0
views
0
recommends
+1 Recommend
1 collections
    0
    shares
      • Record: found
      • Abstract: found
      • Article: found

      Estimation of Fetal Weight by Ultrasound

      Hormone Research in Paediatrics

      S. Karger AG

      Birthweight, Fetal growth, Gestational age, Ultrasound

      Read this article at

      ScienceOpenPublisherPubMed
      Bookmark
          There is no author summary for this article yet. Authors can add summaries to their articles on ScienceOpen to make them more accessible to a non-specialist audience.

          Abstract

          Estimation of fetal size by ultrasound has supported two recent concepts of fetal growth. Firstly, the normal weight gain is constant from 28 weeks of gestation until several weeks after term; about 27 g/day. Secondly, the average weight of fetuses born preterm is lower than the average weight of fetuses of the same gestational age who remain in utero. This means that up to 40% of infants born at 28-30 weeks of gestation are small-for-gestational age, when related to the biological optimum. Unfortunately, the test-retest variation of fetal weight estimation is as much as 50% of the standard deviation of the gestational-age-specific fetal weight distribution. This means that fetal growth has to be followed for many weeks to document statistically significant deviations. No study has, as yet, demonstrated the value of this approach to distinguish between intrauterine growth retardation and growth along low centiles by fetuses of reduced growth potential.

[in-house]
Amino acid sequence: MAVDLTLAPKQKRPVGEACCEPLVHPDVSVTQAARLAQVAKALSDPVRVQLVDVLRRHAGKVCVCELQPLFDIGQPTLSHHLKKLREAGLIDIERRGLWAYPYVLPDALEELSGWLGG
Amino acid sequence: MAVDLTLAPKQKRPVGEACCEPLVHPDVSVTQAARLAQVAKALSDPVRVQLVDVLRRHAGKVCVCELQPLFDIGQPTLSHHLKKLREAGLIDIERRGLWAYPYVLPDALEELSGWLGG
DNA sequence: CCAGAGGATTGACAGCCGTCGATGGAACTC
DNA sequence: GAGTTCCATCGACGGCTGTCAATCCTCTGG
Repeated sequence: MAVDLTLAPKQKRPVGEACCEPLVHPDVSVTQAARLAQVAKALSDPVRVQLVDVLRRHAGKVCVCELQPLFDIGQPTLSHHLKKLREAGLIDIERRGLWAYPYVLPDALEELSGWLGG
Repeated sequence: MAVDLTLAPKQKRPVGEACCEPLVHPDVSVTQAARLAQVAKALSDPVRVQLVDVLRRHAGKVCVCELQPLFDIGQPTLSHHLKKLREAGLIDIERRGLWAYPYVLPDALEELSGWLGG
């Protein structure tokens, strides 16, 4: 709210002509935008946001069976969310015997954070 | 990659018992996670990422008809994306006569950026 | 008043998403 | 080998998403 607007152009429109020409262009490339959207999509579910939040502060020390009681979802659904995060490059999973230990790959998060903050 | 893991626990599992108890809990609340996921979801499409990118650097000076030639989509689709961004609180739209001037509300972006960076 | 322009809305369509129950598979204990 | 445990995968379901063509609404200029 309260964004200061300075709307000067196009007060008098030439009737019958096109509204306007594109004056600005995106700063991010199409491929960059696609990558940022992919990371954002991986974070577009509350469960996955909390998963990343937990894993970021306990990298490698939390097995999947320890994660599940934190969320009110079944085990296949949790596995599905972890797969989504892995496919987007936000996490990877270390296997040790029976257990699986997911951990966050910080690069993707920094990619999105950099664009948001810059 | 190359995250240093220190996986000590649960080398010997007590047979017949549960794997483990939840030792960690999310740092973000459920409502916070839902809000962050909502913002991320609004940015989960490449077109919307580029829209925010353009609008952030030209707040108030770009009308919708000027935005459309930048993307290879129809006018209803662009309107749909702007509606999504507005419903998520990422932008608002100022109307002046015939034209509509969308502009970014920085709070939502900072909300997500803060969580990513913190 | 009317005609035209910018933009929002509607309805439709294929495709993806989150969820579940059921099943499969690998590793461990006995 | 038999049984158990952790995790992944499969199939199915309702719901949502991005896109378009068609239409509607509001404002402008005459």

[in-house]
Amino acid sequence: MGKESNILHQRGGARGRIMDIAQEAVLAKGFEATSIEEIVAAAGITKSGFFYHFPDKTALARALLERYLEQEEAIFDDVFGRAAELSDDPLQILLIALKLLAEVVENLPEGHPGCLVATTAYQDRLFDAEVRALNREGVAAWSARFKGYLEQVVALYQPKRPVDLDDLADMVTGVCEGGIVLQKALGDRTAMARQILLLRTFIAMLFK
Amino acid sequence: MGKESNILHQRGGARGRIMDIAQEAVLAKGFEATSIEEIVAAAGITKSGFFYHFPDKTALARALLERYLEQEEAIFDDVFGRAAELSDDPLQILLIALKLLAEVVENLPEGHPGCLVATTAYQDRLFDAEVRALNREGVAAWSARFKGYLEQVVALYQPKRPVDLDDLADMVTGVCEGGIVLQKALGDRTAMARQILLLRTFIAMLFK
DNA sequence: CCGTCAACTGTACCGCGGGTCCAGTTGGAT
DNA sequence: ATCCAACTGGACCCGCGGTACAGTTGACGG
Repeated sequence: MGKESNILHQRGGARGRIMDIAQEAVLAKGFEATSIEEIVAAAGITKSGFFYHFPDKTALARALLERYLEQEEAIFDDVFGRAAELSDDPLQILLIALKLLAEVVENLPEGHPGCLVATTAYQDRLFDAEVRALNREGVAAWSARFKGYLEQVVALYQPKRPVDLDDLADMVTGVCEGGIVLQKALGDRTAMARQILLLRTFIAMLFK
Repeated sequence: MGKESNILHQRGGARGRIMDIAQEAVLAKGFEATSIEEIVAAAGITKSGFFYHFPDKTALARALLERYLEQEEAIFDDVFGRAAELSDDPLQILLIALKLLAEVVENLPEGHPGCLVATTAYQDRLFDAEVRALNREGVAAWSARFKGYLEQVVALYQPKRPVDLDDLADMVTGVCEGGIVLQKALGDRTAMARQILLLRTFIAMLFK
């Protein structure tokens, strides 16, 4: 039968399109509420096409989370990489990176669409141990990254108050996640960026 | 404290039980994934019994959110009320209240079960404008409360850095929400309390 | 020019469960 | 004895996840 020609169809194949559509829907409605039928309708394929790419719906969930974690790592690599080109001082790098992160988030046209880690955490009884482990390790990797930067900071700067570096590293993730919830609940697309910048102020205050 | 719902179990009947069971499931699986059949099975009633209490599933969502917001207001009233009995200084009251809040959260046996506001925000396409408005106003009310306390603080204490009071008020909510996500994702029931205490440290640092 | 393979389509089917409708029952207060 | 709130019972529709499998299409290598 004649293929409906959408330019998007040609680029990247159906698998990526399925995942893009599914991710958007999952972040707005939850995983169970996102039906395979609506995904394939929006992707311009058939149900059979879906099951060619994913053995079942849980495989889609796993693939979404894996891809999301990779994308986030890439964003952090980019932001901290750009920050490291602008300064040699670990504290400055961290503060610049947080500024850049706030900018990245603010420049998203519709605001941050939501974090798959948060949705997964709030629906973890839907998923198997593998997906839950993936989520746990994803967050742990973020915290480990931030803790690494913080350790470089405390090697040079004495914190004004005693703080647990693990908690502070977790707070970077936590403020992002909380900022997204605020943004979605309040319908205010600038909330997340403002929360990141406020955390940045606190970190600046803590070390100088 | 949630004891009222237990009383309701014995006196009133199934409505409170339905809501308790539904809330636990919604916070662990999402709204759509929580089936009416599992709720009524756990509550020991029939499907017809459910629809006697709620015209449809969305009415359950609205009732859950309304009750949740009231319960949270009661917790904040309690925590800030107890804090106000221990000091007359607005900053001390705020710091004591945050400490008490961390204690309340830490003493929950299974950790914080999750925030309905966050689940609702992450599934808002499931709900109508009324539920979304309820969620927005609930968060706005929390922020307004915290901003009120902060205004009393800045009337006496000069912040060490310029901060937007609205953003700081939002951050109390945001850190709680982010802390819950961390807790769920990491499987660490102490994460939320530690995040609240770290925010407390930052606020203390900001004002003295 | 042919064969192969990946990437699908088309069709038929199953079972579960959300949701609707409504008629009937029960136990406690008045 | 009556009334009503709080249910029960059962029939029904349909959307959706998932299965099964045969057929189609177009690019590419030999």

Related collections

          Author and article information

          Journal
          HRE
          Horm Res Paediatr
          10.1159/issn.1663-2818
          Hormone Research in Paediatrics
          S. Karger AG
          978-3-8055-5815-0
          978-3-318-02120-2
          1663-2818
          1663-2826
          1992
          1992
          03 December 2008
          : 38
          : 5-6
          : 208-210
          Affiliations
          Department of Neonatology, Rigshospitalet, Copenhagen, Denemark
          Article
          182544 Horm Res 1992;38:208–210
          10.1159/000182544
          1307737
          © 1992 S. Karger AG, Basel

          Copyright: All rights reserved. No part of this publication may be translated into other languages, reproduced or utilized in any form or by any means, electronic or mechanical, including photocopying, recording, microcopying, or by any information storage and retrieval system, without permission in writing from the publisher. Drug Dosage: The authors and the publisher have exerted every effort to ensure that drug selection and dosage set forth in this text are in accord with current recommendations and practice at the time of publication. However, in view of ongoing research, changes in government regulations, and the constant flow of information relating to drug therapy and drug reactions, the reader is urged to check the package insert for each drug for any changes in indications and dosage and for added warnings and precautions. This is particularly important when the recommended agent is a new and/or infrequently employed drug. Disclaimer: The statements, opinions and data contained in this publication are solely those of the individual authors and contributors and not of the publishers and the editor(s). The appearance of advertisements or/and product references in the publication is not a warranty, endorsement, or approval of the products or services advertised or of their effectiveness, quality or safety. The publisher and the editor(s) disclaim responsibility for any injury to persons or property resulting from any ideas, methods, instructions or products referred to in the content or advertisements.

          Page count
          Pages: 3
          Categories
          Proceedings of the ESPE

          Comments

          Comment on this article